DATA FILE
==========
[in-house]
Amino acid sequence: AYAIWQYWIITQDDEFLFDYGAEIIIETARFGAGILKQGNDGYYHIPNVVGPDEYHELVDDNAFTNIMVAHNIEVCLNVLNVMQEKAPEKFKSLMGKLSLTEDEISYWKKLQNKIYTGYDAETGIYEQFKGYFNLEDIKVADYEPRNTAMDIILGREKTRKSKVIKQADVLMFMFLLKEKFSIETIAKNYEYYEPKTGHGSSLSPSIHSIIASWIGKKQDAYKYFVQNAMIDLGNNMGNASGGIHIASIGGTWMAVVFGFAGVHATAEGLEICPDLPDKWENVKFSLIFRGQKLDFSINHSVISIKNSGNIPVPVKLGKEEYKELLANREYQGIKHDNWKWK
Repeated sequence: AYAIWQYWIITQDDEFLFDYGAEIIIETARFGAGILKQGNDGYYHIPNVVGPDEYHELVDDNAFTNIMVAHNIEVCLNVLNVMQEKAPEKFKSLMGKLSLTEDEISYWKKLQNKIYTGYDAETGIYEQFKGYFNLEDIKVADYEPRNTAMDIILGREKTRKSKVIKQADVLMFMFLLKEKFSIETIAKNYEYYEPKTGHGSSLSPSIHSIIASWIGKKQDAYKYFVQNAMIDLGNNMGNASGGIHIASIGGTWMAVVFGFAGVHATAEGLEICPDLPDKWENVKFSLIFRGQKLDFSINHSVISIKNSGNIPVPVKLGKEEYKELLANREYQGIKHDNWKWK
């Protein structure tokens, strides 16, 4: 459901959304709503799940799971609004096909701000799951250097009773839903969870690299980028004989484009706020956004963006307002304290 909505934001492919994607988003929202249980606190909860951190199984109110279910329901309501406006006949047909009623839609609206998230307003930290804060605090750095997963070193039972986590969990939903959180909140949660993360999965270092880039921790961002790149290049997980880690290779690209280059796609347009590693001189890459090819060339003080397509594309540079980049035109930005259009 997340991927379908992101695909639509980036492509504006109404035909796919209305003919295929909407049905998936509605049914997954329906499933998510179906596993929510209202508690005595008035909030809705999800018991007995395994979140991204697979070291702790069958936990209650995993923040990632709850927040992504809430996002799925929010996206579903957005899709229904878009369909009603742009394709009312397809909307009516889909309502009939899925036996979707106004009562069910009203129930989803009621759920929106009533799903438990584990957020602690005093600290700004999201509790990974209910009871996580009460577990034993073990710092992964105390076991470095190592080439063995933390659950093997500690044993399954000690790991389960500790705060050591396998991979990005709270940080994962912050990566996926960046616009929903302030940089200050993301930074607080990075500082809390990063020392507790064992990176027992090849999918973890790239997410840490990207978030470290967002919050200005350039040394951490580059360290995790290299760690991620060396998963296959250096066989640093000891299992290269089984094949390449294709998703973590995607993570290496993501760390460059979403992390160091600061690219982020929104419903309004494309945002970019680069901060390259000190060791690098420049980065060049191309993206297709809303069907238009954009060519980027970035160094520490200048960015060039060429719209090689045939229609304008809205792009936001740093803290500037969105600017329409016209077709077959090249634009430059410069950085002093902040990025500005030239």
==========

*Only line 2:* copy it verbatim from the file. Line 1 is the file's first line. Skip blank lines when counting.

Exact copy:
Amino acid sequence: AYAIWQYWIITQDDEFLFDYGAEIIIETARFGAGILKQGNDGYYHIPNVVGPDEYHELVDDNAFTNIMVAHNIEVCLNVLNVMQEKAPEKFKSLMGKLSLTEDEISYWKKLQNKIYTGYDAETGIYEQFKGYFNLEDIKVADYEPRNTAMDIILGREKTRKSKVIKQADVLMFMFLLKEKFSIETIAKNYEYYEPKTGHGSSLSPSIHSIIASWIGKKQDAYKYFVQNAMIDLGNNMGNASGGIHIASIGGTWMAVVFGFAGVHATAEGLEICPDLPDKWENVKFSLIFRGQKLDFSINHSVISIKNSGNIPVPVKLGKEEYKELLANREYQGIKHDNWKWK